Police figures obtained by the charity United Response show that fewer people are being charged or prosecuted for disability hate crimes despite ongoing increases in reports across England and Wales.
Not even 4% of all disability hate crimes investigated in 27 regions resulted in a successful charge or prosecution over three years, while the number of disability hate crimes committed by repeat offenders rose by 179%. More than three-quarters of the 34 police forces which provided Freedom of Information (FOI) data* ahead of this year’s National Hate Crime Awareness Week reported increases in disability hate crimes for their regions since 2016-17 – many by more than double.
"It’s clear that not enough is being done to prevent these crimes, in some cases leading to far too many freely committing the same offence again."
United Response is working with the authorities on an interactive video to make courtrooms more accessible and less daunting for people with learning disabilities. Fewer people are being charged or prosecuted for disability hate crimes across England and Wales despite continued rises in reports, disturbing new police figures obtained by the charity United Response reveal today.
How is hate crime defined?
The Association of Chief Police Officers and the Crown Prosecution Service have agreed a common definition of hate crime: "Any criminal offence which is perceived by the victim or any other person, to be motivated by hostility or prejudice based on a person's race or perceived race; religion or perceived religion; sexual orientation or perceived sexual orientation; disability or perceived disability and any crime motivated by hostility or prejudice against a person who is transgender or perceived to be transgender."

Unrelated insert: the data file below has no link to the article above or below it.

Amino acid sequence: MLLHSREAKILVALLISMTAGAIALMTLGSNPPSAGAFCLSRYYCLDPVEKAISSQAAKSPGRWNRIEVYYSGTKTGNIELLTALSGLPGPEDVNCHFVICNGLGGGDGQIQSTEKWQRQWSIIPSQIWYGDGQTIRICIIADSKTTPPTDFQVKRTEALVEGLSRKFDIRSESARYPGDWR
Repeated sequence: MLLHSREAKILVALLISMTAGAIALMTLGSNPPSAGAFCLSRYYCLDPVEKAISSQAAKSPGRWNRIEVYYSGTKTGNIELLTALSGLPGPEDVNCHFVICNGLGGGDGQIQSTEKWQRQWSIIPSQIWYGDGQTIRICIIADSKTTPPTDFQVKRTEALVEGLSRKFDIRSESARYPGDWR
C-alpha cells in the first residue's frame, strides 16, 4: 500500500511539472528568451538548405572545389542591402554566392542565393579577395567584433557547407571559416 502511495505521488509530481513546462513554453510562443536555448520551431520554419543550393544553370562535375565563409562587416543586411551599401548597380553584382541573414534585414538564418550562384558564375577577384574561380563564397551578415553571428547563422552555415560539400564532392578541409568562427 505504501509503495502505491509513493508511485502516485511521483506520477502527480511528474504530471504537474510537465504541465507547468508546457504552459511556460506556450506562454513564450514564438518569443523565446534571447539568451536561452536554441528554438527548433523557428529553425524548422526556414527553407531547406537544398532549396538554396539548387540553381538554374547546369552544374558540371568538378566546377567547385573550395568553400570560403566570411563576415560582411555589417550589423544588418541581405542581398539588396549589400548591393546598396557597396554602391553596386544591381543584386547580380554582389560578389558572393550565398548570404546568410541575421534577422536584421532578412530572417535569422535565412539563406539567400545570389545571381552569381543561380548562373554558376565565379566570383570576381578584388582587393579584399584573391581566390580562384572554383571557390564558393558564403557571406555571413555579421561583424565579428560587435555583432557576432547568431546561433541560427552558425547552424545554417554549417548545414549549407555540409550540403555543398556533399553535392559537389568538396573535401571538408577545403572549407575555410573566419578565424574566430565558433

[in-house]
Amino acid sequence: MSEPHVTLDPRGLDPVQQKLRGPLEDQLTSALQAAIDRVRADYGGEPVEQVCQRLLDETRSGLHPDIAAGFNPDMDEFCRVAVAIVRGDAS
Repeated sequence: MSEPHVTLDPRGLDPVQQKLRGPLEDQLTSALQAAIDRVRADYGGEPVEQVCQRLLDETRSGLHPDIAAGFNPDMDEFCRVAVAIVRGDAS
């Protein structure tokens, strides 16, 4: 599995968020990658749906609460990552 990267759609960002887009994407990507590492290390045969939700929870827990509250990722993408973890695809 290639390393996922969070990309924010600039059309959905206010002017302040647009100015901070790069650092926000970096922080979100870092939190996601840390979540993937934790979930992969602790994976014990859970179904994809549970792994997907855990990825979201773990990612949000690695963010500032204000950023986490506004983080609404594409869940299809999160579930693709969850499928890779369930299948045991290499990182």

In England and Wales the monitored strands of hate crime are: racially and religiously aggravated; homophobic, biphobic and transphobic; and disability hate crime.
These strands are covered by legislation (sections 28-32 of the Crime and Disorder Act 1998 and sections 145 and 146 of the Criminal Justice Act 2003) which allows prosecutors to apply for an uplift in sentence for those convicted of a hate crime.
More reports, fewer prosecutions
The total number of disability hate crimes reported to the police has risen by 54% since 2016-17, during which time charges or prosecutions of these crimes have fallen by more than a fifth (21%).
Prosecution or charge rates for disability hate crimes are now so low, say police figures, that fewer than 4% of all 10,535 crimes reported across 27 regions over the past three years resulted in a successful punishment outcome. A mere 5% of disability hate crimes in 2016-17 resulted in a prosecution or charge, dropping to not even 3% of 2018-19’s offences.